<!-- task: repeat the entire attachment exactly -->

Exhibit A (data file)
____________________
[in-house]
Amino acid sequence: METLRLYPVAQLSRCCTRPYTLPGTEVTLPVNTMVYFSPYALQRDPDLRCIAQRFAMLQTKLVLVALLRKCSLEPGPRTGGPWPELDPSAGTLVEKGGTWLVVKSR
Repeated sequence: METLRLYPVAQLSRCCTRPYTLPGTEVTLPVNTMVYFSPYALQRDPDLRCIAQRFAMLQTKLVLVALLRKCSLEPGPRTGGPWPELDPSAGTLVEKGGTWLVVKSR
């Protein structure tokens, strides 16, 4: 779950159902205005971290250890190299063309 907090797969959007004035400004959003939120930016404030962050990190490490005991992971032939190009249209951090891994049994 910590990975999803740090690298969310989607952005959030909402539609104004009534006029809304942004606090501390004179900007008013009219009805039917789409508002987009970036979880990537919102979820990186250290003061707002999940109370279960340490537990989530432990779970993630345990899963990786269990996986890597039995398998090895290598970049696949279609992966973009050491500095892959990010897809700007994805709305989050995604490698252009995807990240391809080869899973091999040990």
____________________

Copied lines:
[in-house]
Amino acid sequence: METLRLYPVAQLSRCCTRPYTLPGTEVTLPVNTMVYFSPYALQRDPDLRCIAQRFAMLQTKLVLVALLRKCSLEPGPRTGGPWPELDPSAGTLVEKGGTWLVVKSR
Repeated sequence: METLRLYPVAQLSRCCTRPYTLPGTEVTLPVNTMVYFSPYALQRDPDLRCIAQRFAMLQTKLVLVALLRKCSLEPGPRTGGPWPELDPSAGTLVEKGGTWLVVKSR
């Protein structure tokens, strides 16, 4: 779950159902205005971290250890190299063309 907090797969959007004035400004959003939120930016404030962050990190490490005991992971032939190009249209951090891994049994 910590990975999803740090690298969310989607952005959030909402539609104004009534006029809304942004606090501390004179900007008013009219009805039917789409508002987009970036979880990537919102979820990186250290003061707002999940109370279960340490537990989530432990779970993630345990899963990786269990996986890597039995398998090895290598970049696949279609992966973009050491500095892959990010897809700007994805709305989050995604490698252009995807990240391809080869899973091999040990």